I headed to an old favourite plein air painting location- the Isabella Plantation in Richmond Park for a long overdue evening painting session. I was aiming to paint the colours of the sky as the sun set, with the dimly lit park in the foreground. I had to be careful to keep the tones of the foreground path and vegetation dark enough that the sky would read as bright and light emitting. I really enjoyed playing with the hues of the bushes and trees and like the mysterious feel to this painting.
It has been a while since I have had a good opportunity to paint so was looking forward to this session. I find even when I am not painting I am often looking at scenes and imagining how I would go about painting them. In this picture I used the drawing of the scene in front of me but played with the colour and tone to try to create an attractive image. I am interested in the process of finding colours and tones that work as an equivalent to those in the scene. For instance what approximates as the ‘blue’ of the sky is actually a combination of low chroma purple and green with some of the warmer ochre underpainting showing through. It makes me wonder why the eye and brain accepts this as a substitute for blue. I also experimented by not using burnt umber or sienna in order to make my colours feel cleaner. I relented right at the end and added some burnt umber to the trees.
Hadn’t got round to posting my effort from this summer’s Pintar Rapido plein air competition held in Chelsea. The artists had a day to paint any scene in London and all the paintings were exhibited the following day. I knew the forecast was for a sunny morning followed by a rainy afternoon and decided that I didn’t want to start a sunny painting that would have to be abandoned when the rains came. So instead I spent the morning scouting for a good rainy day location. Found a sheltered spot under a tree near the Victoria and Albert museum and anticipated that I could paint reflections in the pavement. The rain started to fall right on cue as I started to paint and the sheltered position worked well. The exhibition was interesting and varied as always and I enjoyed the energetic motivational speech given by fellow painter Adebanji Alade
It was quite a windy day and the clouds were transforming fast as showers blew in from the west. I was at the top of Leith Hill and working fast to portray the scene in front of me. I tend to focus on trying to produce an interesting composition when dealing with rapidly changing clouds. The end result is largely invented using other clouds as reference. Here I was concerned with creating an implied circular composition with the more brightly lit clouds in the centre.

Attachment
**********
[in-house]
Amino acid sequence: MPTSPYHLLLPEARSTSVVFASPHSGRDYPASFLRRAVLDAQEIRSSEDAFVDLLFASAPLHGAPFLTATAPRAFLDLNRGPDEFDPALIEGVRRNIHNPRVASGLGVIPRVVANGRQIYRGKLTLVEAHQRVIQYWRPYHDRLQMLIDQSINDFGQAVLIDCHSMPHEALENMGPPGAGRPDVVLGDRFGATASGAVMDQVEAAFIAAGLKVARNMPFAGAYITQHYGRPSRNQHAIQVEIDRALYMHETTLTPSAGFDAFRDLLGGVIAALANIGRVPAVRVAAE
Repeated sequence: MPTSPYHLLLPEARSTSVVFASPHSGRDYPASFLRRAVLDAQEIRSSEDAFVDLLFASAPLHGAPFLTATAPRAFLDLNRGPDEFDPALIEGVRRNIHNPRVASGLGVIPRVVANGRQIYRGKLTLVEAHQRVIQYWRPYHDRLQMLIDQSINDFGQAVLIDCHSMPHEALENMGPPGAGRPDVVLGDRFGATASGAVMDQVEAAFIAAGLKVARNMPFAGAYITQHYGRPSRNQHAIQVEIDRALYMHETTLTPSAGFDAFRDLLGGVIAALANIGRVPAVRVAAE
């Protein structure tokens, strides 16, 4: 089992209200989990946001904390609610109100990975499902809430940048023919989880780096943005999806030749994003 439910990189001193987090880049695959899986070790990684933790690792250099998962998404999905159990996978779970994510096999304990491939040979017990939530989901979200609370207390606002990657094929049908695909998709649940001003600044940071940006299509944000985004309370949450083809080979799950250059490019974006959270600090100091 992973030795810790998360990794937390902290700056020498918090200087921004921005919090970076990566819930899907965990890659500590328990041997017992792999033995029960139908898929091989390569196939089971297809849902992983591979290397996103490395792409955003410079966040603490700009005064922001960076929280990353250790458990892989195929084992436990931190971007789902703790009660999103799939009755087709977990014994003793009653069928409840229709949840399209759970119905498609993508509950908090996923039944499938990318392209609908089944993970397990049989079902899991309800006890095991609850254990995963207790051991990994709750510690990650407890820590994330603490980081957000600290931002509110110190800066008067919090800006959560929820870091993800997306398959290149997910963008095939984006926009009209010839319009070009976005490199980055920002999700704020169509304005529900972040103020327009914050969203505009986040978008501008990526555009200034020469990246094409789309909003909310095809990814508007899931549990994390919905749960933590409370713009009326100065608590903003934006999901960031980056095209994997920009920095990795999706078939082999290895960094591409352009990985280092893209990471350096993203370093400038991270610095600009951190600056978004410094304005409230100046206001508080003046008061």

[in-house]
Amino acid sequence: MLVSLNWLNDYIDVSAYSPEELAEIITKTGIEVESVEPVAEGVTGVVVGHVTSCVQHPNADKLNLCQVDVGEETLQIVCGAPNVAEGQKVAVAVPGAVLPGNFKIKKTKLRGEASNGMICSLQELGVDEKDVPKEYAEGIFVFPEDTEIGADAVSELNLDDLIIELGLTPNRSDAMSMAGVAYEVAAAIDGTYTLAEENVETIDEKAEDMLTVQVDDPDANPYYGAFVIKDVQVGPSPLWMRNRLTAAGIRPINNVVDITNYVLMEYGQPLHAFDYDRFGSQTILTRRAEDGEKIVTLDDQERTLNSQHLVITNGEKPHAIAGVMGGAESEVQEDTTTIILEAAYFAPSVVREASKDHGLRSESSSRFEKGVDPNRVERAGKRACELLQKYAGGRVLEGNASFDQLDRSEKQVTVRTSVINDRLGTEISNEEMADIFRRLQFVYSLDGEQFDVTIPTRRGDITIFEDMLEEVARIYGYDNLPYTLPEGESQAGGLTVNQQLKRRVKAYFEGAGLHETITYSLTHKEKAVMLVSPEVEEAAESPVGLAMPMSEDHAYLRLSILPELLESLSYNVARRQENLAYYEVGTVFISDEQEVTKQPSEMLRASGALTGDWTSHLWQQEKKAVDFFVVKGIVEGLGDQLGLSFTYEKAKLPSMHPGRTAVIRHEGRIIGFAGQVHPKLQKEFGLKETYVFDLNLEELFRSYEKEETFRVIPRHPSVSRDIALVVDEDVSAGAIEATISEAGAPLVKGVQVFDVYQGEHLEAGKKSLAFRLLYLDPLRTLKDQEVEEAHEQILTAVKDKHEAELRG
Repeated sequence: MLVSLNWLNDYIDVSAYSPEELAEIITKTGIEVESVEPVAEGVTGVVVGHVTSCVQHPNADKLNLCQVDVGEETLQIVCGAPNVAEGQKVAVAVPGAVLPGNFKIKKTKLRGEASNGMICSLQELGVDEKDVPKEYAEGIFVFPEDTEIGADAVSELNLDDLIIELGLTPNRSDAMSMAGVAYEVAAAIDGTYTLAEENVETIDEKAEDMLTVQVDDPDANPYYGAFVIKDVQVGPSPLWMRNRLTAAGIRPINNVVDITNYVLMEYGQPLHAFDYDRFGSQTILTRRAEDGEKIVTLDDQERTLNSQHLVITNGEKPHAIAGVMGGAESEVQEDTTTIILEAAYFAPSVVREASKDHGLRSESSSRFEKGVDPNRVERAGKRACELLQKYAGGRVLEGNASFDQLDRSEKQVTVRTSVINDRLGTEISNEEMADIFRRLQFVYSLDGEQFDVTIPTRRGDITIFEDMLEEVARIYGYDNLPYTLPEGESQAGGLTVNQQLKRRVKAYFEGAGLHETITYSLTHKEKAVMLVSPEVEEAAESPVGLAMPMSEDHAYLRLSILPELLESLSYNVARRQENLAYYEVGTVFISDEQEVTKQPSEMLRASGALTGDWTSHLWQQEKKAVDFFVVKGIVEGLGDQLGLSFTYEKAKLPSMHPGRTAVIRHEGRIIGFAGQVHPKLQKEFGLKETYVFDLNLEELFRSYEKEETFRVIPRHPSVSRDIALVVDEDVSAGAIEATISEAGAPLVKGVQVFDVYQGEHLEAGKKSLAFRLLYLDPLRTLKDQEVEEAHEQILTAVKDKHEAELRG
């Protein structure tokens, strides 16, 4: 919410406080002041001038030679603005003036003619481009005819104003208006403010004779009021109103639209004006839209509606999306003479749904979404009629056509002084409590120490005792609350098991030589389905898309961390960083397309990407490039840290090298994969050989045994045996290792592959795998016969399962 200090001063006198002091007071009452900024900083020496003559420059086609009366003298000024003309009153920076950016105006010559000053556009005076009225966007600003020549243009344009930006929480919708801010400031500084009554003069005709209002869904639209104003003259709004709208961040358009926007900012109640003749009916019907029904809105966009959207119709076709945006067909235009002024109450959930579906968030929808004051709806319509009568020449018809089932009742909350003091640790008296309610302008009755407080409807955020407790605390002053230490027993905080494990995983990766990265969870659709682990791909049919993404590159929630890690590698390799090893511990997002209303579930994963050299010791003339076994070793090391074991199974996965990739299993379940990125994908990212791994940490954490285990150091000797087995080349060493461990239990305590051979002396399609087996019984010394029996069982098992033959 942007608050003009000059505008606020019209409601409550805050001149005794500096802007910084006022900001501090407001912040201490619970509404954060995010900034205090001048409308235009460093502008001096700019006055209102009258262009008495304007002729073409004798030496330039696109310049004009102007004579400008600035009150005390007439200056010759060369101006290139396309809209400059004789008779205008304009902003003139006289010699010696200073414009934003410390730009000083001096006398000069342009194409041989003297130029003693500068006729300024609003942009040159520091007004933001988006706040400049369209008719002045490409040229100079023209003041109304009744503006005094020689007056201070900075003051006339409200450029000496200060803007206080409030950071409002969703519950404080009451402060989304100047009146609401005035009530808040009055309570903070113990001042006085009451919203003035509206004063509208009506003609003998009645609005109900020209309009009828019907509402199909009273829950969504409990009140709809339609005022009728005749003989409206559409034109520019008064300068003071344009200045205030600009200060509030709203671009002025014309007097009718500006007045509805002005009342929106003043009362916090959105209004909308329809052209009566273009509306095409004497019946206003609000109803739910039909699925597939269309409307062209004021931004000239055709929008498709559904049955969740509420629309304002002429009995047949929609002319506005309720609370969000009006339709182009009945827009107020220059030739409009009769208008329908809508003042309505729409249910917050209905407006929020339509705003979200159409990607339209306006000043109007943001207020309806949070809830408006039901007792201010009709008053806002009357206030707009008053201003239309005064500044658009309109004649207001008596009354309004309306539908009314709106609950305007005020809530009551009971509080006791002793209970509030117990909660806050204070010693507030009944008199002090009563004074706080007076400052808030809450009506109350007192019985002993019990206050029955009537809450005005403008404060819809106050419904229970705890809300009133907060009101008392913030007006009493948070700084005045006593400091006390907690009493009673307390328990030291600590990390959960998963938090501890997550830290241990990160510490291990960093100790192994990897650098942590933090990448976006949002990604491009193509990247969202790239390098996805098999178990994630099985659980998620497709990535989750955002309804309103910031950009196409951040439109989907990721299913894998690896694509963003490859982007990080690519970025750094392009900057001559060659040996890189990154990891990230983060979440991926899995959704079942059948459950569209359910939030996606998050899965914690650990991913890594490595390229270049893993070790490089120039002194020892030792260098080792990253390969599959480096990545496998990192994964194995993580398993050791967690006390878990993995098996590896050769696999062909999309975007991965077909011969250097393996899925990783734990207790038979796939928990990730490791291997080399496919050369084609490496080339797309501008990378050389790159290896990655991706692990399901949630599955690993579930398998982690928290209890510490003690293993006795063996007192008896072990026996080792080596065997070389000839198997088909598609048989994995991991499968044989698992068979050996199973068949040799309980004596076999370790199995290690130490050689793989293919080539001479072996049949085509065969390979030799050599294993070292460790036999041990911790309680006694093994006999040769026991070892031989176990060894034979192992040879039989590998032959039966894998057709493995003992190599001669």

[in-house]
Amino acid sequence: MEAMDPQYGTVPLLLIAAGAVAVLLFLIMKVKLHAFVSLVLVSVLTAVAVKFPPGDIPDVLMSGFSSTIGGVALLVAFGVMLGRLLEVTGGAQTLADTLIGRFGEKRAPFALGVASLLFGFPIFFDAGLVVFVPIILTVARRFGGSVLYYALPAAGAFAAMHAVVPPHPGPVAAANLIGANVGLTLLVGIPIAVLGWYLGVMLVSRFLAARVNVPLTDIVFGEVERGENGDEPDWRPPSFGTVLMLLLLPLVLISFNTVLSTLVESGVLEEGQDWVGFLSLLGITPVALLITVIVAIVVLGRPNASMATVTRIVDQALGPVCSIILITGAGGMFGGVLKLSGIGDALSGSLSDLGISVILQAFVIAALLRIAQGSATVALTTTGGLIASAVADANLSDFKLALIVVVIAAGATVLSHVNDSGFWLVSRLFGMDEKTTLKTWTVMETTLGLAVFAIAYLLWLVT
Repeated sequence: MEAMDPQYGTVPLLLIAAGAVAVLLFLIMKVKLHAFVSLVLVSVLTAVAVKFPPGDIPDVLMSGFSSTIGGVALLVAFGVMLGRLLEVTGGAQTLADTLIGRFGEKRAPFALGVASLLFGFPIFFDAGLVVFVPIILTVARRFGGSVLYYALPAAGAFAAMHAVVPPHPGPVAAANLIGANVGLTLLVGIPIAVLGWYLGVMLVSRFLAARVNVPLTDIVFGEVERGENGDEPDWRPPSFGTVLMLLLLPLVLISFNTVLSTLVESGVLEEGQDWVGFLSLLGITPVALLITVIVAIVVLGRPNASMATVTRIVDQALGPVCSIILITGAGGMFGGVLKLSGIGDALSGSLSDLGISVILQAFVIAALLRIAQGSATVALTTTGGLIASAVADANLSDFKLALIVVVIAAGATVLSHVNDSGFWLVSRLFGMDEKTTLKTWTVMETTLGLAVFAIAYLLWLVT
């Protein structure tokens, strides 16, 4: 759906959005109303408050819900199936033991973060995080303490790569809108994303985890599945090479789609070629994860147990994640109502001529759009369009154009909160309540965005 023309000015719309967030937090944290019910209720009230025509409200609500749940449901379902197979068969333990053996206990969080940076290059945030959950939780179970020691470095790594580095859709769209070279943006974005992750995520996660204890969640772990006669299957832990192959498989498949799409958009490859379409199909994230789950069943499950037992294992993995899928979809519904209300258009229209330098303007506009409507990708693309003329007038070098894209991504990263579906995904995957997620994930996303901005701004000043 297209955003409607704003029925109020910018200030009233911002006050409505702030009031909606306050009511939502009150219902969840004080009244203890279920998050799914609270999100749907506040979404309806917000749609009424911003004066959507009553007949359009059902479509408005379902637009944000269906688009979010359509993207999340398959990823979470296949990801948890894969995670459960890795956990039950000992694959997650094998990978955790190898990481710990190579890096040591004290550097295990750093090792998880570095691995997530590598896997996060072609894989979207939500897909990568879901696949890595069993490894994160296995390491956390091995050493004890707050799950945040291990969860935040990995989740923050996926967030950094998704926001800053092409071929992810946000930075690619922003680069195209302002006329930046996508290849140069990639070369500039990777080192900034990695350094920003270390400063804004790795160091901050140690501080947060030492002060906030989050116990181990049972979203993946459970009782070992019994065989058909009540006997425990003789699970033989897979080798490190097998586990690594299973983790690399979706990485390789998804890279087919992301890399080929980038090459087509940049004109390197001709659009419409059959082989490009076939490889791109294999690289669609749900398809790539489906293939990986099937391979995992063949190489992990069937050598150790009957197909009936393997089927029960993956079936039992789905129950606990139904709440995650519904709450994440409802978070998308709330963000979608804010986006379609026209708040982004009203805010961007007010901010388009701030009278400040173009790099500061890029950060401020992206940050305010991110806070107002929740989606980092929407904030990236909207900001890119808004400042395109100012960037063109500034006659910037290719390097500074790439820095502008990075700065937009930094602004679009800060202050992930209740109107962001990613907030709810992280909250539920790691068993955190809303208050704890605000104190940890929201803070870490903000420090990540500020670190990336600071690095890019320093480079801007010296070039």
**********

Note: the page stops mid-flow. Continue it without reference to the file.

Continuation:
I am delighted that 2 of my paintings have been selected for this years Royal Society of Marine Artists annual exhibition at the Mall Galleries in London. This painting, ‘Polperro Harbour’ and another ‘Sunny Cliff’, will be on display alongside the best in contemporary marine art. The show runs from 5th – 14th October 2017.
An afternoon plein air painting from the path next to our local beach. I was attracted to paint this scene by the division between shadow and sunlight. The light changed quickly – which is something that you gradually get used to in plein air painting. You can either try and anticipate how the light will be towards the end of your painting session and plan it out based on this (known as painting into the effect), which can work if you are familiar with how the scene will look at a certain time. The other option is to paint out of the effect by making colour notes based on how the scene looks at the beginning and then work partly from memory to complete it. In this painting I painted out of the effect. By the end of the painting session the scene was pretty much completely in shadow.
Looking down at the local bay from above. Felt very fortunate to have the chance to paint this lovely scene. In Greece I find I need to use cerulean blue a lot more than back home. It is perfect for mixing those greeny blues of the sea. Apart from that I keep the same palette as when working in England. I also always use a quick drying Alkyd titanium white which helps ensure everything is dry in time to transport the paintings home.
Had a great opportunity to do some plein air painting in Greece whilst on holiday so will post a few of my efforts in the coming days. I didn’t have to travel far from our local bay to find scenes to paint. This was painted from a path overlooking the bay.
This group of tall pines were beautifully backlit and attracted me to paint this view in Coldharbour Common in the Surrey Hills. The countryside is so spectacular at the moment with a lot of the wild flowers in bloom and everything in leaf. This was a walk that I used to go on a lot so was great to rediscover it.
Have been meaning to paint the view down this lane, which is very close to where I live, for some time. It was a beautiful sunny evening and I took the chance to take my plein air painting kit out on my walk. I sketched the scene fairly rapidly as the light was changing quickly. I am happy with the loose handling of the paint in this image. I like paintings which look like they are made from paint! I am interested in this view as a motif and might do another from the same spot.